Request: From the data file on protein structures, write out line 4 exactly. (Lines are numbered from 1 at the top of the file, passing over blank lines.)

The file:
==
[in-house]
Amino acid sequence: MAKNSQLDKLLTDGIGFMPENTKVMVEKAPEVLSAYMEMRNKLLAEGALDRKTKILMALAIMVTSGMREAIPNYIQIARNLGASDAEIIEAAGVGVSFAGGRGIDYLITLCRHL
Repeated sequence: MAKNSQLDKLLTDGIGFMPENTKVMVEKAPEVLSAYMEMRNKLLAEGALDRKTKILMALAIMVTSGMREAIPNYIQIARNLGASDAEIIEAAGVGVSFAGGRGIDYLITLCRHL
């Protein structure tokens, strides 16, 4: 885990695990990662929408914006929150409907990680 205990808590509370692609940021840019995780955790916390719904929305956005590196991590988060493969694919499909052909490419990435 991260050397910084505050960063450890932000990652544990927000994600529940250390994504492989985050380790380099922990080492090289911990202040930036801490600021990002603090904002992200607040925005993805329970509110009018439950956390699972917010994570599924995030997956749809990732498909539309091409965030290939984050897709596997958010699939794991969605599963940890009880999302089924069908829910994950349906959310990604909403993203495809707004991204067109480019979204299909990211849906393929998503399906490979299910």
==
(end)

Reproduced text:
């Protein structure tokens, strides 16, 4: 885990695990990662929408914006929150409907990680 205990808590509370692609940021840019995780955790916390719904929305956005590196991590988060493969694919499909052909490419990435 991260050397910084505050960063450890932000990652544990927000994600529940250390994504492989985050380790380099922990080492090289911990202040930036801490600021990002603090904002992200607040925005993805329970509110009018439950956390699972917010994570599924995030997956749809990732498909539309091409965030290939984050897709596997958010699939794991969605599963940890009880999302089924069908829910994950349906959310990604909403993203495809707004991204067109480019979204299909990211849906393929998503399906490979299910």